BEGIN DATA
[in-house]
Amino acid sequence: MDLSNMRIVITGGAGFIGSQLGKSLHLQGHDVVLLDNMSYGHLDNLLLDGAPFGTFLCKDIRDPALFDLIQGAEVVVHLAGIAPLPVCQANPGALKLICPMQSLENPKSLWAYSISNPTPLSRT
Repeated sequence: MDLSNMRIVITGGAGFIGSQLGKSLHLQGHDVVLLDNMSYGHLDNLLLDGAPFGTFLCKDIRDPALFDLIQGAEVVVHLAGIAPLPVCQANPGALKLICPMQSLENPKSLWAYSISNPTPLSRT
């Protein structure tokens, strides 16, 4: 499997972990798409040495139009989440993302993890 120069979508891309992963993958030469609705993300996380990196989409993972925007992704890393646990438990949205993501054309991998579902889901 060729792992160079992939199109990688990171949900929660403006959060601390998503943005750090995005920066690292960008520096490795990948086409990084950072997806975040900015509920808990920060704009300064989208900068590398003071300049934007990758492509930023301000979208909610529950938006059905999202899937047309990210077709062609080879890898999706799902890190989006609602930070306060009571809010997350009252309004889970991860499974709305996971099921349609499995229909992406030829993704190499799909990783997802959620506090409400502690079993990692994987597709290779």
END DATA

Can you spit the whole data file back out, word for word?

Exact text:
[in-house]
Amino acid sequence: MDLSNMRIVITGGAGFIGSQLGKSLHLQGHDVVLLDNMSYGHLDNLLLDGAPFGTFLCKDIRDPALFDLIQGAEVVVHLAGIAPLPVCQANPGALKLICPMQSLENPKSLWAYSISNPTPLSRT
Repeated sequence: MDLSNMRIVITGGAGFIGSQLGKSLHLQGHDVVLLDNMSYGHLDNLLLDGAPFGTFLCKDIRDPALFDLIQGAEVVVHLAGIAPLPVCQANPGALKLICPMQSLENPKSLWAYSISNPTPLSRT
């Protein structure tokens, strides 16, 4: 499997972990798409040495139009989440993302993890 120069979508891309992963993958030469609705993300996380990196989409993972925007992704890393646990438990949205993501054309991998579902889901 060729792992160079992939199109990688990171949900929660403006959060601390998503943005750090995005920066690292960008520096490795990948086409990084950072997806975040900015509920808990920060704009300064989208900068590398003071300049934007990758492509930023301000979208909610529950938006059905999202899937047309990210077709062609080879890898999706799902890190989006609602930070306060009571809010997350009252309004889970991860499974709305996971099921349609499995229909992406030829993704190499799909990783997802959620506090409400502690079993990692994987597709290779």